AUSTRALIA has been appointed to chair the UN Security Council’s sanctions committee, where it will play an integral role in meting out penalties to Iran, al-Qaeda and the Taliban.
Foreign Minister Bob Carr said Australia’s first official duty as a temporary member of the Security Council would be to monitor international compliance with sanctions regimes – such as those imposed on Iran for its development of nuclear weapons – as well as determining which individuals or entities were subject to al-Qaeda or Taliban sanctions.
Executive Council of Australian Jewry’s Peter Wertheim described Australia’s appointment as a “welcome development”.
“The Australian government has had a commendable record not only of enforcing UN sanctions on both Iran and Syria, but also of imposing autonomous sanctions that go beyond those mandated by the UN.
Wertheim added that Australia would be “well placed to stiffen the resolve of the UN to toughen the sanctions regimes against these criminal regimes, and against terrorist organisations like al-Qaeda and the Taliban, and to ensure that the sanctions are enforced”.
When quizzed about how the new role would affect Australia’s relationship with Israel, Carr said only: “It means we’re in charge of advising on sanctions that are already in place as a result of international law – that is decisions of the Security Council.
“The decision to apply them and what they contain is there as a result of Security Council resolutions. Our job is to see that they’re being appropriately enforced.”
Carr also said a renewed push for an international arms-trade treaty at the UN was on Australia’s global security agenda for 2013.
“An arms-trade treaty would improve the efficiency of UN sanctions by reducing the flow of conventional weapons to terrorists.
“Each day there are around 2000 deaths in conflicts potentially fuelled by illegally traded arms,” Carr said.
Wertheim said it was “heartening that the Australian government intends to urge the UN to pursue measures to crack down on illegal arms trafficking in order to reduce the flow of weapons to terrorists”.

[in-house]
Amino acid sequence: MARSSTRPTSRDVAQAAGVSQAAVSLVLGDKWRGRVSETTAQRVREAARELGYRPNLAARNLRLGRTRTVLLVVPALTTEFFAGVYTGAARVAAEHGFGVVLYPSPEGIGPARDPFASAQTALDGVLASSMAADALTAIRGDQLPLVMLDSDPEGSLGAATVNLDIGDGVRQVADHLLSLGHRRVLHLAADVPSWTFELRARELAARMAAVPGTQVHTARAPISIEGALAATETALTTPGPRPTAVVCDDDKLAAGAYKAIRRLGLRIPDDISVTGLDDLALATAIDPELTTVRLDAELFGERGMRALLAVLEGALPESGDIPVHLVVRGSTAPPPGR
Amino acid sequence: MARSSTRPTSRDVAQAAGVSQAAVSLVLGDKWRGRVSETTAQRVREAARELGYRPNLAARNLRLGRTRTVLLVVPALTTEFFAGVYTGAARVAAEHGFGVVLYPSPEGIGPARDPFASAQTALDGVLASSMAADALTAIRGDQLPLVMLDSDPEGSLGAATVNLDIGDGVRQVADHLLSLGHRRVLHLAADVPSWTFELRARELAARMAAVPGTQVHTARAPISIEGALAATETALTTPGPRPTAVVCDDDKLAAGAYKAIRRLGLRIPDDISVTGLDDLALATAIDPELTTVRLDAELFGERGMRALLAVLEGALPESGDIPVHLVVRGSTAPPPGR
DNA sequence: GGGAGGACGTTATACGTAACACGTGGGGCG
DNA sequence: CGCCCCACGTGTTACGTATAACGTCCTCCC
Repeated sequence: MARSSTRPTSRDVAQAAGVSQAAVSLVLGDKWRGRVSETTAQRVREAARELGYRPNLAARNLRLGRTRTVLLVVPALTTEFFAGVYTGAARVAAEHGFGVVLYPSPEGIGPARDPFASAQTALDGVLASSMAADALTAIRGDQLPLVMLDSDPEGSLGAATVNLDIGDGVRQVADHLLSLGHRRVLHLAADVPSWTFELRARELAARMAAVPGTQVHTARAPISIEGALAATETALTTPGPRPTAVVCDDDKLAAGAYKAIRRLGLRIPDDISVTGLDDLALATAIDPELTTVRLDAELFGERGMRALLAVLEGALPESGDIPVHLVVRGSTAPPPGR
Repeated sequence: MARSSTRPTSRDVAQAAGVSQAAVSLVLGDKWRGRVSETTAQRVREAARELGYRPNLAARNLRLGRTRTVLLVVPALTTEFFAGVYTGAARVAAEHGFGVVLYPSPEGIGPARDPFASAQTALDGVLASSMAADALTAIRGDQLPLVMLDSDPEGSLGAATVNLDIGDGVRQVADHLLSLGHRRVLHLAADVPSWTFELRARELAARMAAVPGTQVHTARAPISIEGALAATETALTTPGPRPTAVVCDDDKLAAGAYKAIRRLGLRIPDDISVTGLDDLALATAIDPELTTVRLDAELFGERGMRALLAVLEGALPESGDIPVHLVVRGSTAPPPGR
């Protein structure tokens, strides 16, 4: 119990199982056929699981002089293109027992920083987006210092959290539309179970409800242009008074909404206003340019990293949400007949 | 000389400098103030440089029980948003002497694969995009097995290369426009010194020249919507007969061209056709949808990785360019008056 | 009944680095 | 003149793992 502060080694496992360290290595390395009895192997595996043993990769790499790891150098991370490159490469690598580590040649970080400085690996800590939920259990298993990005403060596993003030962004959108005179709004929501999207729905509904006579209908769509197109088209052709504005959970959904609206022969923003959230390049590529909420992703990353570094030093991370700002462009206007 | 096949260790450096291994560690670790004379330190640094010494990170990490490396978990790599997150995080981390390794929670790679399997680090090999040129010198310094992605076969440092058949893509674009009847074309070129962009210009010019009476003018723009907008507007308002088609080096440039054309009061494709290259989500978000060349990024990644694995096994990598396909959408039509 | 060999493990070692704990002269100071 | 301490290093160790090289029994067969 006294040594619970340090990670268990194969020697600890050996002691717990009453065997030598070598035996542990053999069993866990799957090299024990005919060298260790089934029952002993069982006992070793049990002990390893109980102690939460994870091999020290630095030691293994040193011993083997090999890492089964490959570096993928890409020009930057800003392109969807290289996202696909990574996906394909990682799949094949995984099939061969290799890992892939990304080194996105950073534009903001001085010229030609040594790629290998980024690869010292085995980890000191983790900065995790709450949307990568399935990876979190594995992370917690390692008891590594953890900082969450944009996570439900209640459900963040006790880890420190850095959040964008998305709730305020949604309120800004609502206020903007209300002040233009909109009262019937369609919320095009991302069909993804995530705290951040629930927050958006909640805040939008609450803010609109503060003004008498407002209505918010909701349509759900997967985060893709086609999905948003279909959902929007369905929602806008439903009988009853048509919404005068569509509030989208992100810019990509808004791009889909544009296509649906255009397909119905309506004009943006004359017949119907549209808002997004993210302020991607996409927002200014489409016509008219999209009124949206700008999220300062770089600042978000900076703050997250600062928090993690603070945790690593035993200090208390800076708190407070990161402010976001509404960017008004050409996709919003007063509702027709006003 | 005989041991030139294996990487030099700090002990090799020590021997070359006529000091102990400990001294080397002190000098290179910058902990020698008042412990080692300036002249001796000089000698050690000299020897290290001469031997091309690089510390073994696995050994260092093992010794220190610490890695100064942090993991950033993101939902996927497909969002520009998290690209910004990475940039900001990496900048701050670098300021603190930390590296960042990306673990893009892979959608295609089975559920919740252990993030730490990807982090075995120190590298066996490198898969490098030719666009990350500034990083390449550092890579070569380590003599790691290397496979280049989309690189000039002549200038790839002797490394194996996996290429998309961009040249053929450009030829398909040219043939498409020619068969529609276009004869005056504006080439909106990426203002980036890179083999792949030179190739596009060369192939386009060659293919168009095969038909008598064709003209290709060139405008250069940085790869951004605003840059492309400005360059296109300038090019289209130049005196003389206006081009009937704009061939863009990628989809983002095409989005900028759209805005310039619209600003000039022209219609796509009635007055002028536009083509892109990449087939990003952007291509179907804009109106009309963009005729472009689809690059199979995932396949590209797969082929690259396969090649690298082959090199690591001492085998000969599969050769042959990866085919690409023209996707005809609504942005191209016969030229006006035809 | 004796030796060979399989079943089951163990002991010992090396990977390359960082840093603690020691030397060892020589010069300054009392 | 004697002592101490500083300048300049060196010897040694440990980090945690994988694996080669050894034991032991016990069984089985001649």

“In the case of Iran, effective sanctions may be the last hope for avoiding armed conflict and massive bloodshed. The new responsibility on Australia’s shoulders will be a heavy one,” he added.
Carr: Grand Mufti’s Hamas meeting okay
Foreign Minister Bob Carr dismissed suggestions a recent visit to Gaza by Australia’s Grand Mufti Ibrahim Abu Mohamed to meet with senior Hamas officials was in breach of Australian law.
“We as a government don’t have dealings with Hamas, and we urge Hamas to begin recognising the reality of Israel and the need to have a settlement in the Middle East based on recognition of Israel, security for Israel, and a Palestinian state,” Carr told The AJN. “That is the language we want to hear emerging from Gaza.”
Carr stressed Hamas must change its tune on Israel in the interests of peace in the Middle East.
“The visit by the Mufti has nothing to do with the Australian government, but we would urge him, we would urge his interlocutors in Gaza, to start talking the language of a two-state solution and of Arab recognition of Israel and commitment to the security of Israel that will enable the creation of the Palestinian state via the component parts of the peace in the Middle East that we all want.”
ADAM KAMIEN AND GARETH NARUNSKY
Foreign Minister Bob Carr addresses the press.